Why didn't you just simply return the camera once you realized there was platform lock-in? Even after using Dropcam for significant time, the largest "investment" is the content captured during the "DVR" sliding window of 7 or 30 days--which you can export and manually download in chunks. How exactly was their product "ransomware"?
"I can't make people care about privacy, security"
FWIW, I care deeply about privacy/security, even more than some here. But how how does privacy / security relate to the service lock-in. If anything, the alternate "open" model has proven to be far worse in terms of privacy and security. I used my Dropcam to monitor the exterior of my house, pointed outward from a window. I accepted the tradeoffs, accepting the potential risk of Dropcam being hacked or a rogue engineer/admin, but trusting that they understood that risk and the need for appearing to care. Now, there's currently no consumer device on the market that I'd trust to continuously capture video in all common rooms (e.g. not bath/bed) in my house--even if only streaming to an on-prem server. The only option I'm comfortable with is building my own cameras, where I have control over the os/security/patches of the cameras.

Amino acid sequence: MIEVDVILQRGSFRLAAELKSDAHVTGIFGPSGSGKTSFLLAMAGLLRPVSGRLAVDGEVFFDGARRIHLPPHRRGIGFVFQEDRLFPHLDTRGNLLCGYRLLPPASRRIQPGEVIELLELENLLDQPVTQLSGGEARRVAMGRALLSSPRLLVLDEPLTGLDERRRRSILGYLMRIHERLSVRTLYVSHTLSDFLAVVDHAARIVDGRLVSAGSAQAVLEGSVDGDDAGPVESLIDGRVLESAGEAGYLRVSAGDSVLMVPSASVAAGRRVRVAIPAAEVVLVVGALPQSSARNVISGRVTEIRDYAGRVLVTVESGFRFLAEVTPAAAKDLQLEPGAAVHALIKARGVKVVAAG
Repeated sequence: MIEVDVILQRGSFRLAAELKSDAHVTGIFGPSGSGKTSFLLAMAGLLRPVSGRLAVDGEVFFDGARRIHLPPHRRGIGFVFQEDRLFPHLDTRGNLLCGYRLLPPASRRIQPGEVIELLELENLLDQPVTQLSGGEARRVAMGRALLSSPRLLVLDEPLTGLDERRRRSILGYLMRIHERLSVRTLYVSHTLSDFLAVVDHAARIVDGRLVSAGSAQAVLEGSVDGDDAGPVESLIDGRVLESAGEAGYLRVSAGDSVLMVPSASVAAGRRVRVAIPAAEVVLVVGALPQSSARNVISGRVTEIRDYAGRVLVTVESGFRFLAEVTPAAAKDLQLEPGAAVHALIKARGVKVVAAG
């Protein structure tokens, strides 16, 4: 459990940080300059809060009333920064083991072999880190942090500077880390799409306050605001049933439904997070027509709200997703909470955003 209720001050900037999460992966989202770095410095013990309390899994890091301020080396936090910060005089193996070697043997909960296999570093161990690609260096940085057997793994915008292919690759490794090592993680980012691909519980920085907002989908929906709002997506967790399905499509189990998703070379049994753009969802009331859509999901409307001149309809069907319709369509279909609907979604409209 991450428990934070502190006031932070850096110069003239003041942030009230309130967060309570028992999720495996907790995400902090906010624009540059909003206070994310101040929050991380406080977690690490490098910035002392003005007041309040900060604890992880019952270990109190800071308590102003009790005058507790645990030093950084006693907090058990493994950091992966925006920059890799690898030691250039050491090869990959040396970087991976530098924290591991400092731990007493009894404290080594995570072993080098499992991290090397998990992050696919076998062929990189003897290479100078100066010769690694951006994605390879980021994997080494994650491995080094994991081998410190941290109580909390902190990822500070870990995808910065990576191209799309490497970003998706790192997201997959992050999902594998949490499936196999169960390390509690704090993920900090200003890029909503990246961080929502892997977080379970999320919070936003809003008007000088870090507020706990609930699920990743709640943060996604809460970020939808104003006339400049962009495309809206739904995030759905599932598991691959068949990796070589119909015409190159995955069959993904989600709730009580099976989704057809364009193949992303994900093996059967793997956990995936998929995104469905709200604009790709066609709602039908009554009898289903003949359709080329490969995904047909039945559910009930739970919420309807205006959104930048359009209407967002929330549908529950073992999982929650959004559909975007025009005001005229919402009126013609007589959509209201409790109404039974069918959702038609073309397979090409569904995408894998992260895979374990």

So...we're agreed, then, that you are at their mercy.
Sure, I agree that when purchasing a paired device and service offering, that you're at the mercy of that company to continue offering said service. I fully understood what I was getting when I purchased the camera, and felt that their model was worth $149. Maybe the marketing copy has changed since launch, but i fail to see how they were "unethical" or that the device is "ransomware". To be clear, I'm referring to Dropcam in 2012, not Nest.